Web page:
Vermont man gets life, with possibility of parole, in teacher death

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ST. JOHNSBURY, Vermont — The Vermont man convicted of first degree murder in the 2012 kidnapping and killing of a St. Johnsbury teacher has been sentenced to life in prison.

But the judge who sentenced Allen Prue on Wednesday refused to impose a sentence of life without parole as prosecutors had asked.

Judge Robert Bent said one mitigating factor in the case was Prue's lack of a criminal history before he and his wife, Patricia Prue, allegedly lured Melissa Jenkins from her home and killed her.

Before being sentenced Allen Prue said he felt terrible for what happened, but he was convicted of a crime he didn't commit.

Allen Prue blamed the killing of Jenkins on his wife.

Allen Prue's attorney asked for a sentence of 35-years to life.

Prue was convicted in October of killing Jenkins. Patricia Prue, has pleaded not guilty to aggravated murder.

THIS IS A BREAKING NEWS UPDATE. Check back soon for further information. AP's earlier story is below.

A sentencing hearing got underway Wednesday for a part-time snowplow driver convicted of killing a prep school teacher in 2012 with the judge denying a defense request to delay the proceedings.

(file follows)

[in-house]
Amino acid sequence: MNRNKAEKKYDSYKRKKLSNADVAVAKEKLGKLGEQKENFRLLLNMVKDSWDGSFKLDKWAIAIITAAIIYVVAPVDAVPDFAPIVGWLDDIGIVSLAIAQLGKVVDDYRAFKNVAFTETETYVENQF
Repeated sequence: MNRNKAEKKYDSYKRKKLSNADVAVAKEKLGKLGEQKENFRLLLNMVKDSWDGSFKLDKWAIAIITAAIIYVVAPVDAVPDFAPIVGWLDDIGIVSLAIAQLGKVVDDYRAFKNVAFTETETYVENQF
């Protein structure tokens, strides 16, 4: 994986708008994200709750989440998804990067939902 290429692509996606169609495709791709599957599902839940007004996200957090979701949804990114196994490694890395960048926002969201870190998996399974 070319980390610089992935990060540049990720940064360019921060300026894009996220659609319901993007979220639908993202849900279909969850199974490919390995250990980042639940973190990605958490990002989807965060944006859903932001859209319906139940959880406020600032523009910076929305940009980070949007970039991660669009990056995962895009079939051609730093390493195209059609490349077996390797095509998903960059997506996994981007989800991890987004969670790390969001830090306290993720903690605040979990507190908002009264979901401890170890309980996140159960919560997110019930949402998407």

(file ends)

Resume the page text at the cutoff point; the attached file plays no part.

Allen Prue was led into the St. Johnsbury courtroom packed with relatives and friends of his victim, Melissa Jenkins. The proceeding was expected to last all day.

Prue, who told police that he and his wife wanted "to get a girl," was convicted in October of first-degree murder in the killing of Jenkins, a 32-year-old St. Johnsbury Academy teacher.

Prosecutors plan to ask Judge Robert Bent to sentence him to life in prison without chance of parole.

Prue's wife, Patricia, has pleaded not guilty to aggravated murder. She was expected to go on trial in March but has informed her lawyer that she wants to plead guilty.

The Prues are accused of luring Jenkins from her rural home with a ruse about a broken down car and then strangling and beating her.

Jenkins, a single mother, was reported missing after her vehicle was found idling on her rural road with her 2-year-old son inside.

Police were led to the couple by a business card for Prue's plow business in her home and because Jenkins had told a friend she was suspicious that the Prues called her about their vehicle. Prue, who had plowed Jenkins' driveway, and his wife were arrested two days after she was killed.

Prosecutors said the Prues planned the crime: Patricia Prue's computer had been used to conduct online searches for "how to kidnap a girl," the Prues got a stun gun and they bought a prepaid cellphone to call Jenkins to ask for help.

Allen Prue told police he and his wife "wanted somebody they could play with," Caledonia County State's Attorney Lisa Warren had said.

Jenkins' nude body was found the following day in the Connecticut River.

The crime shook the Northeast Kingdom community where violent crime is rare. Prue's trial was moved out of Caledonia County.

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